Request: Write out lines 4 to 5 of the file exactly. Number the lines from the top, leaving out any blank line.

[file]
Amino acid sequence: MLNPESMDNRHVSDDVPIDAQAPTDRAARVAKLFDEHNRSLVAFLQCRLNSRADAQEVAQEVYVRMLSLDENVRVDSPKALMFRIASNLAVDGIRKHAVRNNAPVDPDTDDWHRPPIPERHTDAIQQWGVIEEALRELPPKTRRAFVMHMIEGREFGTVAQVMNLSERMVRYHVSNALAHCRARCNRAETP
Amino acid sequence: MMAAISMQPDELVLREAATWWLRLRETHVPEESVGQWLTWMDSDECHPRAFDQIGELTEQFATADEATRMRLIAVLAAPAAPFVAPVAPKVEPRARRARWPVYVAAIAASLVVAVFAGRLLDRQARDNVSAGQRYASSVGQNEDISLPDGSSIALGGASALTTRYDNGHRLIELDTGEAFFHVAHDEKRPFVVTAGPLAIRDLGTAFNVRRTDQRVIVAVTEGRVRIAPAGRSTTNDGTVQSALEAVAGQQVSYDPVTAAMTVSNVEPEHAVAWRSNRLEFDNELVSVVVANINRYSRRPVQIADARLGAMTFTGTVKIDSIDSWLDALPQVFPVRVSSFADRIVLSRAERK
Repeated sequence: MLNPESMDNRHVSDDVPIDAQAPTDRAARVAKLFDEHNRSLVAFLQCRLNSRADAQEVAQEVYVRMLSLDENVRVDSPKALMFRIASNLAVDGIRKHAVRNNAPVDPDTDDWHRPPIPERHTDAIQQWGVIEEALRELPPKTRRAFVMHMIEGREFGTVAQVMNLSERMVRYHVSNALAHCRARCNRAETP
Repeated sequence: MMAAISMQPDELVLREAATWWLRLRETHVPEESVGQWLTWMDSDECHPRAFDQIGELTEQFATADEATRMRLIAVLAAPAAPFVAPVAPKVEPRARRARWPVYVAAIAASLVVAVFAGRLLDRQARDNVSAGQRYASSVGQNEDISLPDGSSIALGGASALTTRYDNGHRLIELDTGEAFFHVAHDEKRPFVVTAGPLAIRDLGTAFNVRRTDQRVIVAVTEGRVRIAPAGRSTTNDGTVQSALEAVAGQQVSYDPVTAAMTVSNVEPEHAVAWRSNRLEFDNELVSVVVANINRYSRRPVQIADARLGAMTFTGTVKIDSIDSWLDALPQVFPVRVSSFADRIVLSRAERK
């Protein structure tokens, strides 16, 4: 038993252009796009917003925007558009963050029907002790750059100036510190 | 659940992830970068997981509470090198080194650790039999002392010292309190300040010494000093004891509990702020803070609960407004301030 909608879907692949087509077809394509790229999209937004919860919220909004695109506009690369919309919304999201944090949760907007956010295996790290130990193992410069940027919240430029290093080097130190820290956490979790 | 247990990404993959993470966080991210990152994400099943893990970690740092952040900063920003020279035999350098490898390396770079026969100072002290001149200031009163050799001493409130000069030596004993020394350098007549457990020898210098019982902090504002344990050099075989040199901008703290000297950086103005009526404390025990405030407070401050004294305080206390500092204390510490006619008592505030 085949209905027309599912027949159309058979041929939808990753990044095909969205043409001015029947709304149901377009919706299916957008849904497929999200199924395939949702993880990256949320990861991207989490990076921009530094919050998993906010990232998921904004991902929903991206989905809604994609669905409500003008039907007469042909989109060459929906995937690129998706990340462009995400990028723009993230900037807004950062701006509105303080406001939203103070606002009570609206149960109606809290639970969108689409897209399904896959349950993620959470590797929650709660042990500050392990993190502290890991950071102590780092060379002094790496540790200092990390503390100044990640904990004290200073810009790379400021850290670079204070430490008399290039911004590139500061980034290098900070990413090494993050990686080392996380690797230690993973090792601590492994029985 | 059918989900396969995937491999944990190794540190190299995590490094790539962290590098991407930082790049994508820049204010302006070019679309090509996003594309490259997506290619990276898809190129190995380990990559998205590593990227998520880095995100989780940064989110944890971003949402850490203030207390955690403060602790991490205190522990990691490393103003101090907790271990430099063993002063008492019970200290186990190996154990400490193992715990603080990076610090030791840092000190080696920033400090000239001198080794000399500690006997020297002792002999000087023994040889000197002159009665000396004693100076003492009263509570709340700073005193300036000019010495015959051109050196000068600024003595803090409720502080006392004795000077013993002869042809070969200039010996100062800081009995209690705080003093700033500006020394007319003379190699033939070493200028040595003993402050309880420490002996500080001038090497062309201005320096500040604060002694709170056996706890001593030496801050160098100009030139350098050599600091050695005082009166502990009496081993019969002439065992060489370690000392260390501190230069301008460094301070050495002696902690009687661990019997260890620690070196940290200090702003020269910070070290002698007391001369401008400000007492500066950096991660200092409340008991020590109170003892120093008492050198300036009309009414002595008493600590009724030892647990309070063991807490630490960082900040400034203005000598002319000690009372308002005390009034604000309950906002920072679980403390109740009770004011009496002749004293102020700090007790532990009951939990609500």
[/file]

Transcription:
Repeated sequence: MMAAISMQPDELVLREAATWWLRLRETHVPEESVGQWLTWMDSDECHPRAFDQIGELTEQFATADEATRMRLIAVLAAPAAPFVAPVAPKVEPRARRARWPVYVAAIAASLVVAVFAGRLLDRQARDNVSAGQRYASSVGQNEDISLPDGSSIALGGASALTTRYDNGHRLIELDTGEAFFHVAHDEKRPFVVTAGPLAIRDLGTAFNVRRTDQRVIVAVTEGRVRIAPAGRSTTNDGTVQSALEAVAGQQVSYDPVTAAMTVSNVEPEHAVAWRSNRLEFDNELVSVVVANINRYSRRPVQIADARLGAMTFTGTVKIDSIDSWLDALPQVFPVRVSSFADRIVLSRAERK
């Protein structure tokens, strides 16, 4: 038993252009796009917003925007558009963050029907002790750059100036510190 | 659940992830970068997981509470090198080194650790039999002392010292309190300040010494000093004891509990702020803070609960407004301030 909608879907692949087509077809394509790229999209937004919860919220909004695109506009690369919309919304999201944090949760907007956010295996790290130990193992410069940027919240430029290093080097130190820290956490979790 | 247990990404993959993470966080991210990152994400099943893990970690740092952040900063920003020279035999350098490898390396770079026969100072002290001149200031009163050799001493409130000069030596004993020394350098007549457990020898210098019982902090504002344990050099075989040199901008703290000297950086103005009526404390025990405030407070401050004294305080206390500092204390510490006619008592505030 085949209905027309599912027949159309058979041929939808990753990044095909969205043409001015029947709304149901377009919706299916957008849904497929999200199924395939949702993880990256949320990861991207989490990076921009530094919050998993906010990232998921904004991902929903991206989905809604994609669905409500003008039907007469042909989109060459929906995937690129998706990340462009995400990028723009993230900037807004950062701006509105303080406001939203103070606002009570609206149960109606809290639970969108689409897209399904896959349950993620959470590797929650709660042990500050392990993190502290890991950071102590780092060379002094790496540790200092990390503390100044990640904990004290200073810009790379400021850290670079204070430490008399290039911004590139500061980034290098900070990413090494993050990686080392996380690797230690993973090792601590492994029985 | 059918989900396969995937491999944990190794540190190299995590490094790539962290590098991407930082790049994508820049204010302006070019679309090509996003594309490259997506290619990276898809190129190995380990990559998205590593990227998520880095995100989780940064989110944890971003949402850490203030207390955690403060602790991490205190522990990691490393103003101090907790271990430099063993002063008492019970200290186990190996154990400490193992715990603080990076610090030791840092000190080696920033400090000239001198080794000399500690006997020297002792002999000087023994040889000197002159009665000396004693100076003492009263509570709340700073005193300036000019010495015959051109050196000068600024003595803090409720502080006392004795000077013993002869042809070969200039010996100062800081009995209690705080003093700033500006020394007319003379190699033939070493200028040595003993402050309880420490002996500080001038090497062309201005320096500040604060002694709170056996706890001593030496801050160098100009030139350098050599600091050695005082009166502990009496081993019969002439065992060489370690000392260390501190230069301008460094301070050495002696902690009687661990019997260890620690070196940290200090702003020269910070070290002698007391001369401008400000007492500066950096991660200092409340008991020590109170003892120093008492050198300036009309009414002595008493600590009724030892647990309070063991807490630490960082900040400034203005000598002319000690009372308002005390009034604000309950906002920072679980403390109740009770004011009496002749004293102020700090007790532990009951939990609500």